RALEIGH — For the first time, fairgoers can sample and buy wines at the N.C. State Fair – though not inside the fairground gates.
Half a dozen wineries are set up inside the Hunt Horse Complex, home to the horse shows across Youth Center Drive from Gate 8.
State agriculture officials acknowledged that North Carolina breweries will likely join the wineries at next year’s fair.
“If we do one, it’s hard not to do the other,” said David Smith, chief deputy commissioner for the state Department of Agriculture and Consumer Services.
The N.C. Wine and Grape Council had lobbied agriculture officials for years to be able to offer samples and sell bottles at the N.C. State Fair, an 11-day event that attracts about 1 million people to the fairgrounds and showcases the state’s agricultural products. The industry includes farmers and about 120 wineries that, according to a 2009 study, create an estimated economic impact of $1.28 billion a year.
Citing safety concerns in 2008, N.C. Agriculture Commissioner Steve Troxler refused the wine and grape council’s request because he didn’t want wineries selling bottles of wine on the fairgrounds. Winemakers didn’t see a point to offering samples without the possibility of sales.
State rules prohibit the sale and consumption of alcohol at the fair and ban people from walking around with liquids in glass bottles. While beer and wine can be sold at the horse complex at other times of the year, the rules appear to prohibit such sales during the fair.
Smith counters that the rules are vague and could use a rewrite. In the meantime, he said department officials don’t believe they are running afoul of the sale and consumption ban with one-ounce samples of wine and sales of bottles intended to be taken home.
“We realize it’s a little fuzzy,” Smith said. “We’re not selling beer in cups. We’re not selling wine in glasses. It’s truly a sampling thing.”
Helping out horse shows
A few factors led state officials to finally relent on the wine council’s request. First, the council, which had been housed at the state Commerce Department for many years, came back under the purview of the Agriculture Department last year. Second, the horse shows have been diminishing in recent years and could benefit from more foot traffic at the complex. (In 2006, competitors brought 2,150 horses; this year’s shows featured 1,505.)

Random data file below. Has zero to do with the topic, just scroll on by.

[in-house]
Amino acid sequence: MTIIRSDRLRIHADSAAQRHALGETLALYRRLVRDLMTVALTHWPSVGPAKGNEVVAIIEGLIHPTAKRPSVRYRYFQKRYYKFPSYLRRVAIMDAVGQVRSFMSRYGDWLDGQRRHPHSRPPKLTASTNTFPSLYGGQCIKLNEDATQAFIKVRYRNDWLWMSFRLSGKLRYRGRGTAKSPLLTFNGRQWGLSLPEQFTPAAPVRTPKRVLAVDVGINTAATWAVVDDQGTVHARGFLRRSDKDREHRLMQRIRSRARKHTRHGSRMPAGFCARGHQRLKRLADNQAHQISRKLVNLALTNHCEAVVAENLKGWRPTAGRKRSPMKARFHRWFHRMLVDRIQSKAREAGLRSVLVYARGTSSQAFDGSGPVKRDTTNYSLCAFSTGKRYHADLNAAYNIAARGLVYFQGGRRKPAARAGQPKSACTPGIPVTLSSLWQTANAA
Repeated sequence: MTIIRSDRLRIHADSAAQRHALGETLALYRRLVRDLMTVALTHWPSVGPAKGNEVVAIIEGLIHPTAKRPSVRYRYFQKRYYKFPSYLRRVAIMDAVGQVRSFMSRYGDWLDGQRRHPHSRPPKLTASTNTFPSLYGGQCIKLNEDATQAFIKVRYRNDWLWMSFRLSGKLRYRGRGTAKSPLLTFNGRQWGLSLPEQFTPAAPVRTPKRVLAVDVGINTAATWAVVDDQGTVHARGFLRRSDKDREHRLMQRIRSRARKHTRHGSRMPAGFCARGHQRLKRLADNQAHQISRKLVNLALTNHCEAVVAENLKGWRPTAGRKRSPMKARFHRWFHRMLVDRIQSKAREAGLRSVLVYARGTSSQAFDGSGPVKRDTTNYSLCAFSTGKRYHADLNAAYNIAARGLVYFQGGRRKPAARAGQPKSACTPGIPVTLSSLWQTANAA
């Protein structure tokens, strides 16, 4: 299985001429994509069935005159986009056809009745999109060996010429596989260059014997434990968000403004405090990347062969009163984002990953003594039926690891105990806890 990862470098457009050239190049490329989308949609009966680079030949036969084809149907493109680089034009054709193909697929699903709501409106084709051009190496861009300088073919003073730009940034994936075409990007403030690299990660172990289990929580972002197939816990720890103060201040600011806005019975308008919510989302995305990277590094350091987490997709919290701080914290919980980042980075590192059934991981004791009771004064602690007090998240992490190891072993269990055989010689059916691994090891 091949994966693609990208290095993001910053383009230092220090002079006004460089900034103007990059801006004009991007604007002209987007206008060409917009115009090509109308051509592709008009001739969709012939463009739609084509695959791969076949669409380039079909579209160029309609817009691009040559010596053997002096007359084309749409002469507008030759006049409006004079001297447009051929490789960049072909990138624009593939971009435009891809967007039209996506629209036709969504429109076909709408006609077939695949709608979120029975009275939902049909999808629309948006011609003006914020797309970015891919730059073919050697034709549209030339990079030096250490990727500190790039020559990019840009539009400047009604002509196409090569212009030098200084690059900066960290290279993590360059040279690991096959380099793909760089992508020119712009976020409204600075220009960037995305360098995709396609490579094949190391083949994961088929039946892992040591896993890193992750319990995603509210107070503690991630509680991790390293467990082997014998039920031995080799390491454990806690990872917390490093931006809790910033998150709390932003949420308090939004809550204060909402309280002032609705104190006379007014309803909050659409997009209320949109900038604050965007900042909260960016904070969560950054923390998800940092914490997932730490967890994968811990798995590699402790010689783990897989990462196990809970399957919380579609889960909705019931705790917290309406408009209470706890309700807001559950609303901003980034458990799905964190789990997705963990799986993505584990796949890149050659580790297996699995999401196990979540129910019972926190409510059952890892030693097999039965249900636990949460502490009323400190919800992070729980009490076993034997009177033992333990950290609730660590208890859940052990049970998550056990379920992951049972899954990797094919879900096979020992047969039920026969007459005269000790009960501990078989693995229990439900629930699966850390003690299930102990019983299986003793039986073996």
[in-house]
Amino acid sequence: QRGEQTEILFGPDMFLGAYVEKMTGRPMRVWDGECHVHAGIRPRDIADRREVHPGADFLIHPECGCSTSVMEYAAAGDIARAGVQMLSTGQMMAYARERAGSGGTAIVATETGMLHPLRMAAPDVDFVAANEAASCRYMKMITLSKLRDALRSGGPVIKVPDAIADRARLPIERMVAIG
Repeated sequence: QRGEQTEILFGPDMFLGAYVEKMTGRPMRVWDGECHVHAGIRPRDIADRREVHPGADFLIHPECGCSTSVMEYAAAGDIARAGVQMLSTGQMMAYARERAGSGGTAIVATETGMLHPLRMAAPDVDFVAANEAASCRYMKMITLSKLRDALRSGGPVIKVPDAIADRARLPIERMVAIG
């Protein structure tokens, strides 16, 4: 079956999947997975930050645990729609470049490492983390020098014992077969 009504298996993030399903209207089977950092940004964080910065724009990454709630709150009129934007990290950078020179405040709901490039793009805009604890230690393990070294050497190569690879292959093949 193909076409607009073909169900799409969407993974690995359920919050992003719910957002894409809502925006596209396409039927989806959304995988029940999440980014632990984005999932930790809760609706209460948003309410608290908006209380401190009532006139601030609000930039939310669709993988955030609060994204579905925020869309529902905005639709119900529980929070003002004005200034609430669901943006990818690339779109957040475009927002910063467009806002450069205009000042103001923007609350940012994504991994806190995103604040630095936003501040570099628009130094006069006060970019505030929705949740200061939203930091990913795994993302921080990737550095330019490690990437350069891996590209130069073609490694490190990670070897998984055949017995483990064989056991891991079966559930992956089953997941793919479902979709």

It likely also did not hurt that wineries had persuaded agriculture officials in 2009 to let them do samples and sales at the Got to Be N.C. Festival at the fairgrounds in May. That event, although very different and much smaller than the State Fair, allowed officials to see how sales could be handled.
“It is part of our mission to promote North Carolina products,” Smith said. “We solved our logistical issues of how to do the sales.”
Gate 8 and nearby Gate 9 are the two most heavily-trafficked gates during the fair. Last year, 91,459 people bought tickets at Gate 8, and 103,315 bought tickets at Gate 9, off Trinity Road. State officials reasoned that having the wineries at the horse complex would be convenient for the public to buy wine on the way back to their cars.
‘You can talk to people’
On Tuesday afternoon, winemakers were pleased to be there, and fairgoers were happy to see them.
“I’m just glad to see wine at the State Fair. It’s a long time overdue,” said wine and grape council member Ron Taylor, who owns Lu Mil Vineyard in Elizabethtown, 30 miles south of Fayetteville.
While pouring samples Tuesday, Zack Hargett, a co-owner of Rocky River Vineyards, 25 miles east of Charlotte, said, “We’ve always wanted to come up here.”
But he added: “I’d very much like to be inside those gates.”
Other wineries weren’t as concerned about being outside the gates, beyond the crush of the fairgrounds. “We’re not swamped with people,” said Steve Simmons, sales director for Cary’s Chatham Hill Winery. “The nice part is you can talk to people.”
That was a part of the experience that Dave and Trina Worden of Apex really enjoyed while sampling wines Tuesday afternoon. The couple often visit North Carolina wineries on weekdays so that they can have conversations with the winemakers.
“This is great,” Dave Worden said. “I wish they had better advertising or signs. If we hadn’t come in Gate 8, we wouldn’t have known about it.”
Another pleased fairgoer was Kristen Mooney, 25, of Apex.
“I think it’s a great addition,” Mooney said. “If they had a craft beer stand, think about how many more people would show up.”
Some breweries are interested in joining the winemakers next year but are also cautious. Sean Wilson, owner of Fullsteam Brewery in Durham and president of the N.C. Brewers Guild, polled several brewery owners to get their reaction.
“The interest is definitely piqued to not only promote what North Carolina beer is all about but also to sell,” Wilson said. “We’d want to do it the right way. I’d rather make sure the emphasis is on the agricultural aspects of it – so it doesn’t become a generic beer garden.”
Weigl: 919-829-4848; Twitter: @andreaweigl